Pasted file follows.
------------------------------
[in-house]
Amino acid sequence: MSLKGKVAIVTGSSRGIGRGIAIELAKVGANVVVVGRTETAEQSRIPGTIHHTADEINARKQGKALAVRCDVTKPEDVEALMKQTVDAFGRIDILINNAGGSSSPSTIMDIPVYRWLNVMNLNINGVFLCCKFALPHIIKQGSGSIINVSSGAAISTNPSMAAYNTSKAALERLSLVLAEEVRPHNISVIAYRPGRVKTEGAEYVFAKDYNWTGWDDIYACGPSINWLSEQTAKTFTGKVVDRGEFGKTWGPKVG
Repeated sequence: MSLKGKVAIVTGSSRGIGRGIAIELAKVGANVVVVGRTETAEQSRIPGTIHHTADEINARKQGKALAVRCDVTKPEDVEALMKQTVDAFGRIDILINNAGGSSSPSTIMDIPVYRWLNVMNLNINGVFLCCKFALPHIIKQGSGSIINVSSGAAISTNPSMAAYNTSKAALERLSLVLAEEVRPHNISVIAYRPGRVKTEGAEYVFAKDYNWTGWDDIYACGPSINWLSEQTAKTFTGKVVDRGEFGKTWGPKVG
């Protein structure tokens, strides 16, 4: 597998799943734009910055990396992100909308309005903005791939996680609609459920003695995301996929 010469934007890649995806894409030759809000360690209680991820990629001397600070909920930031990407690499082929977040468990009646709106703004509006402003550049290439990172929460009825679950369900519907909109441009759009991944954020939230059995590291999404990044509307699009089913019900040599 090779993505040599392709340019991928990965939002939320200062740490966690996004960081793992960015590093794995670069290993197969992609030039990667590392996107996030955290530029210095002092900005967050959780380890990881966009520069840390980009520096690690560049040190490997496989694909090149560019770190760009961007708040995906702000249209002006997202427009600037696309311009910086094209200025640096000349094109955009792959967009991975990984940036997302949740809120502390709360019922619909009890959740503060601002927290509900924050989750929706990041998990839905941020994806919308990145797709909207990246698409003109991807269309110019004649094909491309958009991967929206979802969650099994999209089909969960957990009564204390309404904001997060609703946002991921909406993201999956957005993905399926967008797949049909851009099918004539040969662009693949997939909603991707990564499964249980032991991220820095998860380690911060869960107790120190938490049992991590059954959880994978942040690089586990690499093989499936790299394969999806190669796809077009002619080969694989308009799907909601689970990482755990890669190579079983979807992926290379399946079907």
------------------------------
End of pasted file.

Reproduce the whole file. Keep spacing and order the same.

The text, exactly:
[in-house]
Amino acid sequence: MSLKGKVAIVTGSSRGIGRGIAIELAKVGANVVVVGRTETAEQSRIPGTIHHTADEINARKQGKALAVRCDVTKPEDVEALMKQTVDAFGRIDILINNAGGSSSPSTIMDIPVYRWLNVMNLNINGVFLCCKFALPHIIKQGSGSIINVSSGAAISTNPSMAAYNTSKAALERLSLVLAEEVRPHNISVIAYRPGRVKTEGAEYVFAKDYNWTGWDDIYACGPSINWLSEQTAKTFTGKVVDRGEFGKTWGPKVG
Repeated sequence: MSLKGKVAIVTGSSRGIGRGIAIELAKVGANVVVVGRTETAEQSRIPGTIHHTADEINARKQGKALAVRCDVTKPEDVEALMKQTVDAFGRIDILINNAGGSSSPSTIMDIPVYRWLNVMNLNINGVFLCCKFALPHIIKQGSGSIINVSSGAAISTNPSMAAYNTSKAALERLSLVLAEEVRPHNISVIAYRPGRVKTEGAEYVFAKDYNWTGWDDIYACGPSINWLSEQTAKTFTGKVVDRGEFGKTWGPKVG
């Protein structure tokens, strides 16, 4: 597998799943734009910055990396992100909308309005903005791939996680609609459920003695995301996929 010469934007890649995806894409030759809000360690209680991820990629001397600070909920930031990407690499082929977040468990009646709106703004509006402003550049290439990172929460009825679950369900519907909109441009759009991944954020939230059995590291999404990044509307699009089913019900040599 090779993505040599392709340019991928990965939002939320200062740490966690996004960081793992960015590093794995670069290993197969992609030039990667590392996107996030955290530029210095002092900005967050959780380890990881966009520069840390980009520096690690560049040190490997496989694909090149560019770190760009961007708040995906702000249209002006997202427009600037696309311009910086094209200025640096000349094109955009792959967009991975990984940036997302949740809120502390709360019922619909009890959740503060601002927290509900924050989750929706990041998990839905941020994806919308990145797709909207990246698409003109991807269309110019004649094909491309958009991967929206979802969650099994999209089909969960957990009564204390309404904001997060609703946002991921909406993201999956957005993905399926967008797949049909851009099918004539040969662009693949997939909603991707990564499964249980032991991220820095998860380690911060869960107790120190938490049992991590059954959880994978942040690089586990690499093989499936790299394969999806190669796809077009002619080969694989308009799907909601689970990482755990890669190579079983979807992926290379399946079907």